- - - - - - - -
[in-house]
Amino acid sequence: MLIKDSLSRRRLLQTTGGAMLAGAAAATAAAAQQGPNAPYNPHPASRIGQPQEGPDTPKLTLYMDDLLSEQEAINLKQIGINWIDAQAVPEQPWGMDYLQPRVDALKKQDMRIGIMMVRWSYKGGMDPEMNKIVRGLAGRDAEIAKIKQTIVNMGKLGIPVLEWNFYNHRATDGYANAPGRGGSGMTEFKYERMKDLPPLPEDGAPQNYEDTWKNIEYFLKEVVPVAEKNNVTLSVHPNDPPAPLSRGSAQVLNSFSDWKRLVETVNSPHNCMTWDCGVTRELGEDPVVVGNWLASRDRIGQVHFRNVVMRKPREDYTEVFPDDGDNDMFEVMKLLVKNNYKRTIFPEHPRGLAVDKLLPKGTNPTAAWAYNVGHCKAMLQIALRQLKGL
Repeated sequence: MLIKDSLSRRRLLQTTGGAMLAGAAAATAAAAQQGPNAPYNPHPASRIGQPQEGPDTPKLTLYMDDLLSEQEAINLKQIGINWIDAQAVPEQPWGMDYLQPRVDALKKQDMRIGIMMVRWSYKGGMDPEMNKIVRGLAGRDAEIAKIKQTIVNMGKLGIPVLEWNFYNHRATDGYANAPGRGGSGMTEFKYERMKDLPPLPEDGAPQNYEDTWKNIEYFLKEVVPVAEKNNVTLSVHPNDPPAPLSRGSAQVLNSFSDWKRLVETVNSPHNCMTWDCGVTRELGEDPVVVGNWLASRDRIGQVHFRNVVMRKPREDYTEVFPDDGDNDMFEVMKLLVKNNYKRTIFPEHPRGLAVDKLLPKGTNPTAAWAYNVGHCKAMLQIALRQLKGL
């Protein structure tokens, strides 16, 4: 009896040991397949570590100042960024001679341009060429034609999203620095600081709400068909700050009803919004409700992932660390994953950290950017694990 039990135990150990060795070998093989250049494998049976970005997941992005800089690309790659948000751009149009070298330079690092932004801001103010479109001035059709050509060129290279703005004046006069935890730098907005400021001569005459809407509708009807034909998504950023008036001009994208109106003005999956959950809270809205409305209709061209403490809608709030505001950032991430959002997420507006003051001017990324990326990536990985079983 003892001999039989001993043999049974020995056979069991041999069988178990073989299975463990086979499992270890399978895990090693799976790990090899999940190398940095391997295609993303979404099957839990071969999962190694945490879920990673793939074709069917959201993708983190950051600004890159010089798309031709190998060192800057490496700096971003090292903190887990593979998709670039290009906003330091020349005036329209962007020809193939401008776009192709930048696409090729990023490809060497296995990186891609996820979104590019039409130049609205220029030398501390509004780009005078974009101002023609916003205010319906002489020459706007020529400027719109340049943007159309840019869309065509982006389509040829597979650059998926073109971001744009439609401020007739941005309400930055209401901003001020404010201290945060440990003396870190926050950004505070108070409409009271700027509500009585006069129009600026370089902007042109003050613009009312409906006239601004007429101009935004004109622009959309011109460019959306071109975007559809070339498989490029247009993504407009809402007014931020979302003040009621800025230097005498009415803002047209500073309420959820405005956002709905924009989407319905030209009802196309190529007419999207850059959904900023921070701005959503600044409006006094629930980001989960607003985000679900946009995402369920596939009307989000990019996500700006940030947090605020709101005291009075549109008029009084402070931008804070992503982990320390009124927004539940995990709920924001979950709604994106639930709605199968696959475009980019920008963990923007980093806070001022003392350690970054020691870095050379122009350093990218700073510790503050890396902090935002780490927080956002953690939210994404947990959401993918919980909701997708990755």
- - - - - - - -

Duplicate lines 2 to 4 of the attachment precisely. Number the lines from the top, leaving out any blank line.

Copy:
Amino acid sequence: MLIKDSLSRRRLLQTTGGAMLAGAAAATAAAAQQGPNAPYNPHPASRIGQPQEGPDTPKLTLYMDDLLSEQEAINLKQIGINWIDAQAVPEQPWGMDYLQPRVDALKKQDMRIGIMMVRWSYKGGMDPEMNKIVRGLAGRDAEIAKIKQTIVNMGKLGIPVLEWNFYNHRATDGYANAPGRGGSGMTEFKYERMKDLPPLPEDGAPQNYEDTWKNIEYFLKEVVPVAEKNNVTLSVHPNDPPAPLSRGSAQVLNSFSDWKRLVETVNSPHNCMTWDCGVTRELGEDPVVVGNWLASRDRIGQVHFRNVVMRKPREDYTEVFPDDGDNDMFEVMKLLVKNNYKRTIFPEHPRGLAVDKLLPKGTNPTAAWAYNVGHCKAMLQIALRQLKGL
Repeated sequence: MLIKDSLSRRRLLQTTGGAMLAGAAAATAAAAQQGPNAPYNPHPASRIGQPQEGPDTPKLTLYMDDLLSEQEAINLKQIGINWIDAQAVPEQPWGMDYLQPRVDALKKQDMRIGIMMVRWSYKGGMDPEMNKIVRGLAGRDAEIAKIKQTIVNMGKLGIPVLEWNFYNHRATDGYANAPGRGGSGMTEFKYERMKDLPPLPEDGAPQNYEDTWKNIEYFLKEVVPVAEKNNVTLSVHPNDPPAPLSRGSAQVLNSFSDWKRLVETVNSPHNCMTWDCGVTRELGEDPVVVGNWLASRDRIGQVHFRNVVMRKPREDYTEVFPDDGDNDMFEVMKLLVKNNYKRTIFPEHPRGLAVDKLLPKGTNPTAAWAYNVGHCKAMLQIALRQLKGL
């Protein structure tokens, strides 16, 4: 009896040991397949570590100042960024001679341009060429034609999203620095600081709400068909700050009803919004409700992932660390994953950290950017694990 039990135990150990060795070998093989250049494998049976970005997941992005800089690309790659948000751009149009070298330079690092932004801001103010479109001035059709050509060129290279703005004046006069935890730098907005400021001569005459809407509708009807034909998504950023008036001009994208109106003005999956959950809270809205409305209709061209403490809608709030505001950032991430959002997420507006003051001017990324990326990536990985079983 003892001999039989001993043999049974020995056979069991041999069988178990073989299975463990086979499992270890399978895990090693799976790990090899999940190398940095391997295609993303979404099957839990071969999962190694945490879920990673793939074709069917959201993708983190950051600004890159010089798309031709190998060192800057490496700096971003090292903190887990593979998709670039290009906003330091020349005036329209962007020809193939401008776009192709930048696409090729990023490809060497296995990186891609996820979104590019039409130049609205220029030398501390509004780009005078974009101002023609916003205010319906002489020459706007020529400027719109340049943007159309840019869309065509982006389509040829597979650059998926073109971001744009439609401020007739941005309400930055209401901003001020404010201290945060440990003396870190926050950004505070108070409409009271700027509500009585006069129009600026370089902007042109003050613009009312409906006239601004007429101009935004004109622009959309011109460019959306071109975007559809070339498989490029247009993504407009809402007014931020979302003040009621800025230097005498009415803002047209500073309420959820405005956002709905924009989407319905030209009802196309190529007419999207850059959904900023921070701005959503600044409006006094629930980001989960607003985000679900946009995402369920596939009307989000990019996500700006940030947090605020709101005291009075549109008029009084402070931008804070992503982990320390009124927004539940995990709920924001979950709604994106639930709605199968696959475009980019920008963990923007980093806070001022003392350690970054020691870095050379122009350093990218700073510790503050890396902090935002780490927080956002953690939210994404947990959401993918919980909701997708990755």